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Foreigners lost in Arrasate

A report on Maritxu Kajoi

Euskal Irrati Telebista – October 2, 2008

Call it herriko jaia, fiesta local or a local party, Basques know how to deal with them. Every town seems to have at least one. So has Arrasate, celebrating Maritxu kajoi every first Friday of October.

In the Basque Country people don’t seem to have a hard time enjoying the good things in life. Where else would you find this many people out on the streets when the weather allows them to? Where else would you find whole families together, eating and drinking, looking as if time doesn’t exist? And where else would you find people, crazy enough to honour a little statue of the virgin Mary in a glass box? Well.. Just make sure you’re in Arrasate, a town located just in the province of Gipuzkoa, on the first Friday of October.

It takes a while to find out, but finally you will see that this day really is a celebration of a little Mary in a box, or Maritxu kajoi. “Say what? Maritxu kajoi? Okay, just Maritxu, thanks a lot!” If you make your way to the old town, you’ll find this little Mary in her box. The appearance might not be all that impressive, but if you stand on the town square facing the church, just look up a little and there she is! At first you’d might think this celebration goes way back and has a strong cultural or religious feeling attached to it.. I’m sorry, the story isn’t that heroic or sacred, but it’s quite enjoyable..

Some thirty years ago, a bunch of regular drinkers from Arrasate, gazed up to little Mary and started singing something between a drunken lullaby and a hymn of praise. This resulted in a fine tradition, adopted by more of these characters, growing, until they decided to make it an official anniversary. The priest forbade it at first, but it seemed too late for that. Every first Friday of October, people from all over the Basque Country would pour into Arrasate, and even larger quantities of wine would pour into them. Finally, to difference this day from a regular drinking day, the men and women decided to dress up in their most elegant outfits.

What would we, a bunch of foreigners, do? We just happened to study in Arrasate around this occurrence. Well, besides our length, we didn’t want to stand out from the crowds too much. These days, if you want to live somewhere as a foreigner, integration is the keyword. So we decided to integrate. Since Arrasate was buzzing with anticipatory pleasure weeks before the festivities, what could we do but getting ourselves up to speed on the ins and outs of Maritxu Kajoi? Thank God or Mary, this isn’t all that hard, a suit, some liquids and a group of friends to drink it with is all you really need on this one.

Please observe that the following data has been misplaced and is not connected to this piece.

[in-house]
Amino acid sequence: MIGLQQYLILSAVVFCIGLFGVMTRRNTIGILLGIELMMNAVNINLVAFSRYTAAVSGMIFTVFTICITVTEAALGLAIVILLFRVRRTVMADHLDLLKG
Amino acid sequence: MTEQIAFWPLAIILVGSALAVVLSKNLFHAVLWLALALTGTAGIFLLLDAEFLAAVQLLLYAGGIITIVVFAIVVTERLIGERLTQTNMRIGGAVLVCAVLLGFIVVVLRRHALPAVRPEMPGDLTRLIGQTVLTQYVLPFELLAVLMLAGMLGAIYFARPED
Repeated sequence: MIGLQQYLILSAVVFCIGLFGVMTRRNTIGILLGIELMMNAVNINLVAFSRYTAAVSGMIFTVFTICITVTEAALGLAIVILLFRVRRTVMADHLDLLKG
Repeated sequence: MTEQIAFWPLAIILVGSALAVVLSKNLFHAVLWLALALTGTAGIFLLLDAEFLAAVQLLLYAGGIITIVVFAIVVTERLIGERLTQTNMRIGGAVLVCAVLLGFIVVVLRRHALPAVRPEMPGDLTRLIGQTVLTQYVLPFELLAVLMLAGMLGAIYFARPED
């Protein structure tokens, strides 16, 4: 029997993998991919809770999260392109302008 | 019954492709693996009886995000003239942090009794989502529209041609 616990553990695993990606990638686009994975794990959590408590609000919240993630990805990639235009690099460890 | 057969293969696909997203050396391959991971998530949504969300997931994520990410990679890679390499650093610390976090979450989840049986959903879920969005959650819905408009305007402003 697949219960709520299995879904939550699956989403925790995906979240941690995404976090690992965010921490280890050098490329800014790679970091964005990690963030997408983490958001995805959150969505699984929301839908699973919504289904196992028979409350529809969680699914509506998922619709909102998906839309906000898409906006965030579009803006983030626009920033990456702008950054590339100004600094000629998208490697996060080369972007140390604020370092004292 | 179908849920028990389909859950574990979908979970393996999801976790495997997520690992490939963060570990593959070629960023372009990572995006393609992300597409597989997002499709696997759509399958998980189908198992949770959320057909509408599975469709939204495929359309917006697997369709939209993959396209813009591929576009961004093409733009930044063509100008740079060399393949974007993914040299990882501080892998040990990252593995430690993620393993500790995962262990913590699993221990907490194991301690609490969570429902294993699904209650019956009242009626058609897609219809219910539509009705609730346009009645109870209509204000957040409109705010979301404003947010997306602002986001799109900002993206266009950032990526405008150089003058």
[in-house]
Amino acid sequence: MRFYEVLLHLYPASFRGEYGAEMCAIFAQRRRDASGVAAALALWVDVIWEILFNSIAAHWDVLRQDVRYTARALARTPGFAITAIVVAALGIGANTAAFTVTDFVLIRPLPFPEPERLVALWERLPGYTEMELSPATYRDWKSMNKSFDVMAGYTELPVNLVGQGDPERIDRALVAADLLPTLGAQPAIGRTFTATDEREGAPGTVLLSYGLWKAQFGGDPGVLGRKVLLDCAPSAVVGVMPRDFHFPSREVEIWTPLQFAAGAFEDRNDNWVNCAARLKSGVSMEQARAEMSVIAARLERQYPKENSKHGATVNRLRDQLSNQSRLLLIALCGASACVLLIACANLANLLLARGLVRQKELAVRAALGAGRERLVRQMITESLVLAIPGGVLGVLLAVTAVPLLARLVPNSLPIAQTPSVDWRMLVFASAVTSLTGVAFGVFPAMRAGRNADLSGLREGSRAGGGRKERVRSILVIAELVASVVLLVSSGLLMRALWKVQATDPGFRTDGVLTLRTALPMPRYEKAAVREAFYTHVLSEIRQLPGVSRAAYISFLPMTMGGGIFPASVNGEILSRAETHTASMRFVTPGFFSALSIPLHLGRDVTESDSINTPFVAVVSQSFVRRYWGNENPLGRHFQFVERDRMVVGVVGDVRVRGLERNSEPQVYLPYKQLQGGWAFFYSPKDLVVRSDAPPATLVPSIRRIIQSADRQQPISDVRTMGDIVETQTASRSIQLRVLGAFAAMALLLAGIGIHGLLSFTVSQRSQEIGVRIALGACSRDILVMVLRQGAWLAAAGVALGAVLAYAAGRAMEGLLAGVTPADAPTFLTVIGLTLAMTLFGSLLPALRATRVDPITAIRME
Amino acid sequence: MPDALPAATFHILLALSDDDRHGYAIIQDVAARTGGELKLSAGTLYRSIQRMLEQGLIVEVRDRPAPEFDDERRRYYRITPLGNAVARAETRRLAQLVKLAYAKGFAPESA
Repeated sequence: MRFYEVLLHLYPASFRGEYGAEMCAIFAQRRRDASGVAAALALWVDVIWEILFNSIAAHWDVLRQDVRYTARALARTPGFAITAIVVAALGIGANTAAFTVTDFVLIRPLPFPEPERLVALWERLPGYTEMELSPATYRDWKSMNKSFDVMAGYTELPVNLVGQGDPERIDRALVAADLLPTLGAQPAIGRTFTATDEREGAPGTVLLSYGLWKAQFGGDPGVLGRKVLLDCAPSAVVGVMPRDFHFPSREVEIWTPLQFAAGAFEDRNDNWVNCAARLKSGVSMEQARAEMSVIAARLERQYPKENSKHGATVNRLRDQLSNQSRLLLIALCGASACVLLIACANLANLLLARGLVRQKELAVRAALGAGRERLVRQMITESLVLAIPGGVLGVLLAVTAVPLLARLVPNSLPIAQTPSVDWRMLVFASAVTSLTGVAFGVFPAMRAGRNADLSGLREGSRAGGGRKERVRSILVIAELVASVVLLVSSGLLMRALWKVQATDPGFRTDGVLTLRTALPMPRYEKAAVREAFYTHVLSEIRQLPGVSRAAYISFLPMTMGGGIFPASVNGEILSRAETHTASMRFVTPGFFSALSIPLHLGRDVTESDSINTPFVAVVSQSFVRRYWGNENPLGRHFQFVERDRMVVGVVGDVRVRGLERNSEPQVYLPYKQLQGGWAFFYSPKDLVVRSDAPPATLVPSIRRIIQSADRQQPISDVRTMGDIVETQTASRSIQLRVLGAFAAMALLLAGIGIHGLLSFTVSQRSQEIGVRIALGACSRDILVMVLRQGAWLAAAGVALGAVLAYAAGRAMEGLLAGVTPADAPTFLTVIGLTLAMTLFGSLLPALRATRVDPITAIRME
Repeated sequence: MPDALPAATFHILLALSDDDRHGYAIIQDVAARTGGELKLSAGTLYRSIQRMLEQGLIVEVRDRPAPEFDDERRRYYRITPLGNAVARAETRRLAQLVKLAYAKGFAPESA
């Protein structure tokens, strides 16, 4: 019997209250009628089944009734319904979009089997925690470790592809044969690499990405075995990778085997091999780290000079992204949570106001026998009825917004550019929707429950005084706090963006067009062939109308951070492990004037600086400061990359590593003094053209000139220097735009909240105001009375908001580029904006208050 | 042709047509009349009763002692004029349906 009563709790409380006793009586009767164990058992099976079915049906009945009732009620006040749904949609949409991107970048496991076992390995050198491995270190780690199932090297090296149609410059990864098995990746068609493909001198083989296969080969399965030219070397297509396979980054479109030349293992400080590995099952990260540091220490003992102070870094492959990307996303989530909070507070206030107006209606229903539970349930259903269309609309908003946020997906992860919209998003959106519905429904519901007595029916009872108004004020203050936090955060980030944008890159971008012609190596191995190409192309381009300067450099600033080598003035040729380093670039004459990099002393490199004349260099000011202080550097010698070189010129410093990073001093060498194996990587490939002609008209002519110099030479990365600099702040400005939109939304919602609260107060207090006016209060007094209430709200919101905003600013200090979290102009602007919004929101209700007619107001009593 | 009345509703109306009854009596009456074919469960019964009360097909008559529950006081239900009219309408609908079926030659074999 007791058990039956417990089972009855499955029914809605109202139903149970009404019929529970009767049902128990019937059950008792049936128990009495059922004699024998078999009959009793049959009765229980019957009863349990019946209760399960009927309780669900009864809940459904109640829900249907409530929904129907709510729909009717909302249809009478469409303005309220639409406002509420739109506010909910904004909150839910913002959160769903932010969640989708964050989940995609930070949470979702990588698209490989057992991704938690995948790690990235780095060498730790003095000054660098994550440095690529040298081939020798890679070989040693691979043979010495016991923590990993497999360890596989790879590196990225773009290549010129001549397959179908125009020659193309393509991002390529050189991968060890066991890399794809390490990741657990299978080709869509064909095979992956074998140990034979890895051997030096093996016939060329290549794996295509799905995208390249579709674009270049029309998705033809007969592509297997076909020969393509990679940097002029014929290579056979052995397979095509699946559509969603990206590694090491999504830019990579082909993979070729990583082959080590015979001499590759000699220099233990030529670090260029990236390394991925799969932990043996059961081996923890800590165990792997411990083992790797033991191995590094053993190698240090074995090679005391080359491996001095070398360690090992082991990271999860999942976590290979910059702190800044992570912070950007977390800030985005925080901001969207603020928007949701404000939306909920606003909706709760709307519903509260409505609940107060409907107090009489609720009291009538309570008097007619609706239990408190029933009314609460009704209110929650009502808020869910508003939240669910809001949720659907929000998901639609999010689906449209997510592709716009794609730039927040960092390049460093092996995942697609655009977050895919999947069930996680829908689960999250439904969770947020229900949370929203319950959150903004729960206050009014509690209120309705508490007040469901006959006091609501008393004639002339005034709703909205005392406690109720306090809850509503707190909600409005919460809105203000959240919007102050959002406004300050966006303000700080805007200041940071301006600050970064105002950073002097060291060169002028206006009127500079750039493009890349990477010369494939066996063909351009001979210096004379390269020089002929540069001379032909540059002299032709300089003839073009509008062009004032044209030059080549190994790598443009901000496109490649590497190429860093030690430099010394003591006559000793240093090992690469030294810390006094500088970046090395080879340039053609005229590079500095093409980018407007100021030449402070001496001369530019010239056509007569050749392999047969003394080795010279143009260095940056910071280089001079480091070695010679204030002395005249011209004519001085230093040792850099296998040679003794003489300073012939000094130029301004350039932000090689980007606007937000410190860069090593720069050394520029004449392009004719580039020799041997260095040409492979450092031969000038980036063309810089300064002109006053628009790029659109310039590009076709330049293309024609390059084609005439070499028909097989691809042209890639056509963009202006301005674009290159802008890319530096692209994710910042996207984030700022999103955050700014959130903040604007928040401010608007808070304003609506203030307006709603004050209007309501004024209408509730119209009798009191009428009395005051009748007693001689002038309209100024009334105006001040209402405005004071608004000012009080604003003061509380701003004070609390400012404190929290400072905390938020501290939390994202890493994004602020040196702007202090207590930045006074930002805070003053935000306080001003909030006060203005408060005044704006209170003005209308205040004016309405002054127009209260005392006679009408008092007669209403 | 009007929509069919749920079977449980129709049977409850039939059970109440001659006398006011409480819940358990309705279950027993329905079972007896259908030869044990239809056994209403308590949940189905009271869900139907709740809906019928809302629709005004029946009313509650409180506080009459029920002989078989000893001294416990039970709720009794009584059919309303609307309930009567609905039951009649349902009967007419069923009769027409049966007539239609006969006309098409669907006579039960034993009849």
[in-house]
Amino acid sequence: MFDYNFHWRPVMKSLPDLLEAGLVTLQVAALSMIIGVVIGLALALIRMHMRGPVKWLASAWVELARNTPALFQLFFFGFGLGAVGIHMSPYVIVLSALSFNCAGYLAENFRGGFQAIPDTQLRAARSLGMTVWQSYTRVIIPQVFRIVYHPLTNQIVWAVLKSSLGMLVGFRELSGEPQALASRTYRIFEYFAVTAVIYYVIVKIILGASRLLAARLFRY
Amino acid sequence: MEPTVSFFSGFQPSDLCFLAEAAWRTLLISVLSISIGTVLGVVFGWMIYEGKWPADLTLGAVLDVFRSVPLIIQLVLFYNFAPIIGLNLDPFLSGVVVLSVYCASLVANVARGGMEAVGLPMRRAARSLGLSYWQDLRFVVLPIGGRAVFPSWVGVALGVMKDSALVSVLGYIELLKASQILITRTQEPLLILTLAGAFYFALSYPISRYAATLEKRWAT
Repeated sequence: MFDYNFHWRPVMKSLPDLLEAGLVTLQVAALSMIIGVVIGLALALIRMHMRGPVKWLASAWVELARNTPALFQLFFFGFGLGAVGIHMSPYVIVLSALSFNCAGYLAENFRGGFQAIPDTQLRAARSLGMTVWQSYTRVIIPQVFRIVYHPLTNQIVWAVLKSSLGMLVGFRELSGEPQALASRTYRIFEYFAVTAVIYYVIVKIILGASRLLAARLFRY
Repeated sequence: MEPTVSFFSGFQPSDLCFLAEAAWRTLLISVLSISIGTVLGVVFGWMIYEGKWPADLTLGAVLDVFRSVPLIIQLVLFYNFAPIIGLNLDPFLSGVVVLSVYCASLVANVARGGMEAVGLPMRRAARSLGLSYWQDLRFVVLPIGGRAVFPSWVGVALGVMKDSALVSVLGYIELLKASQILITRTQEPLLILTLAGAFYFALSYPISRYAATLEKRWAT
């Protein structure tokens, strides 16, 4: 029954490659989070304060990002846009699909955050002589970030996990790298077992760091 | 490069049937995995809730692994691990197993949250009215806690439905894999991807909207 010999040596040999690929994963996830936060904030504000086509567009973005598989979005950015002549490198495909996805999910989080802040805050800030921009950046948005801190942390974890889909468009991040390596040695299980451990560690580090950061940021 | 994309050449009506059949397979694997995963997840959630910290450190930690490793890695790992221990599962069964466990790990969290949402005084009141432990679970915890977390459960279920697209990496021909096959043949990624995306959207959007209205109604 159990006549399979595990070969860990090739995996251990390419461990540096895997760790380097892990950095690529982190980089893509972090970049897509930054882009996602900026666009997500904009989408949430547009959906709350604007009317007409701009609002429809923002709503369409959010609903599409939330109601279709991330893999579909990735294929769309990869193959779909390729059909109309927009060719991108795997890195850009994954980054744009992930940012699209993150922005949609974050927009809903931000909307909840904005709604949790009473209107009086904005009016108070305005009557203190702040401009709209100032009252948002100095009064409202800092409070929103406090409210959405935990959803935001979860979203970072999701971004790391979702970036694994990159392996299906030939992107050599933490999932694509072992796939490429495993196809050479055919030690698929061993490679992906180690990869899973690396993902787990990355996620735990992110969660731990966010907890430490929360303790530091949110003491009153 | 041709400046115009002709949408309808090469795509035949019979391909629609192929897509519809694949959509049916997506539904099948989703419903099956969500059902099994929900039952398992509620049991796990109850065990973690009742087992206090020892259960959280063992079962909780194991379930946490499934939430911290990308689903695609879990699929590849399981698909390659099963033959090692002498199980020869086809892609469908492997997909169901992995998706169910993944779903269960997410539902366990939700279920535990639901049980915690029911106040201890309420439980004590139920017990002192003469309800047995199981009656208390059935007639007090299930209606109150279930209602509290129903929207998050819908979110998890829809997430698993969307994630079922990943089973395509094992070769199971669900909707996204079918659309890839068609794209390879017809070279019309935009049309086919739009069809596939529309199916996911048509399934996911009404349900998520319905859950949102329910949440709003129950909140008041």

A fine “laguna”, Basque for friend, advised me a second hand shop in Bilbao to find my perfect grandpa suit, topped with a typical Basque beret. I supposed this would help me assimilate, conveniently forgetting that it was oversized, outdated and worn with a purple shirt under it. Having quite a nice apartment, we invited everyone over, cooked a great ’pasta con veinticuatro huevos’ for the next day, bought some drinks and ready we were!

On the day itself, our little flock of foreigners came together in the afternoon on the main square. I’m still unsure whether is was for my grandpa suit and beret or just the fact that we looked foreign but we formed quite an attraction there. But the atmosphere was great, people looking impeccable with a drink in their hand, whole families out on the streets, brass bands playing Basque songs and proud showings of the “Ikurriña” (the Basque flag) next to Maritxu.

After an opening ceremony with a speech of the mayor, which we assumed was about nationalist issues, the festivities started officially. This included that the people on the square spread all over the bars in town to drain themselves in ample quantities of liquid, as tradition requires them too. All bar staff looked well prepared for this day, with dozens of “pintxos” stocked up in every bar to feed a hungry mob. Through the night, we mixed with this jolly crowd as much as we could. As mentioned, foreigners draw quite some attention in Arrasate, so we got to meet lots of folks. I doubt if they all remember me and vice versa but at a certain moment you just drown in the amount of people and consumptions. But except for the shoes of my Russian pal, everyone returned home well to enjoy their Saturday, contemplating on the previous day.